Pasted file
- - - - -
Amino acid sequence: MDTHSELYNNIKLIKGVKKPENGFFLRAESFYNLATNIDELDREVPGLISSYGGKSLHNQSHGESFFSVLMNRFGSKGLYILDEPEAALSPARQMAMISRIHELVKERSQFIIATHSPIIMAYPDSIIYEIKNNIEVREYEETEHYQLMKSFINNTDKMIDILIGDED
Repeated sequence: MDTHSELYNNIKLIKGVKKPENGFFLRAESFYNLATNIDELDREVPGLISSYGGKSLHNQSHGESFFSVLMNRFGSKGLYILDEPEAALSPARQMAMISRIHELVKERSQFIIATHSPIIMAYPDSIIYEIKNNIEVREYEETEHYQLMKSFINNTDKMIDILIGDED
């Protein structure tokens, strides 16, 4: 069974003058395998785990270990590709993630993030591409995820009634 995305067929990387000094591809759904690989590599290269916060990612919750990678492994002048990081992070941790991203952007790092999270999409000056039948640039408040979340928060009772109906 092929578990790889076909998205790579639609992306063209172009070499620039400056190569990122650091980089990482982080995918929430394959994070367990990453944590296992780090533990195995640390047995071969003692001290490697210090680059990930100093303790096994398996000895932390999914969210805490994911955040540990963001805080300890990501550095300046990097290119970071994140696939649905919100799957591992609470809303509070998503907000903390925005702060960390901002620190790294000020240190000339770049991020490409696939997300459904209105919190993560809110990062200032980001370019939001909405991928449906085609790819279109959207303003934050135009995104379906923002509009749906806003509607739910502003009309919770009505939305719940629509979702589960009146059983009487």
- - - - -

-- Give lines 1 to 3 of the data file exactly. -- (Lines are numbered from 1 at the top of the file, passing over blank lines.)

Amino acid sequence: MDTHSELYNNIKLIKGVKKPENGFFLRAESFYNLATNIDELDREVPGLISSYGGKSLHNQSHGESFFSVLMNRFGSKGLYILDEPEAALSPARQMAMISRIHELVKERSQFIIATHSPIIMAYPDSIIYEIKNNIEVREYEETEHYQLMKSFINNTDKMIDILIGDED
Repeated sequence: MDTHSELYNNIKLIKGVKKPENGFFLRAESFYNLATNIDELDREVPGLISSYGGKSLHNQSHGESFFSVLMNRFGSKGLYILDEPEAALSPARQMAMISRIHELVKERSQFIIATHSPIIMAYPDSIIYEIKNNIEVREYEETEHYQLMKSFINNTDKMIDILIGDED
């Protein structure tokens, strides 16, 4: 069974003058395998785990270990590709993630993030591409995820009634 995305067929990387000094591809759904690989590599290269916060990612919750990678492994002048990081992070941790991203952007790092999270999409000056039948640039408040979340928060009772109906 092929578990790889076909998205790579639609992306063209172009070499620039400056190569990122650091980089990482982080995918929430394959994070367990990453944590296992780090533990195995640390047995071969003692001290490697210090680059990930100093303790096994398996000895932390999914969210805490994911955040540990963001805080300890990501550095300046990097290119970071994140696939649905919100799957591992609470809303509070998503907000903390925005702060960390901002620190790294000020240190000339770049991020490409696939997300459904209105919190993560809110990062200032980001370019939001909405991928449906085609790819279109959207303003934050135009995104379906923002509009749906806003509607739910502003009309919770009505939305719940629509979702589960009146059983009487």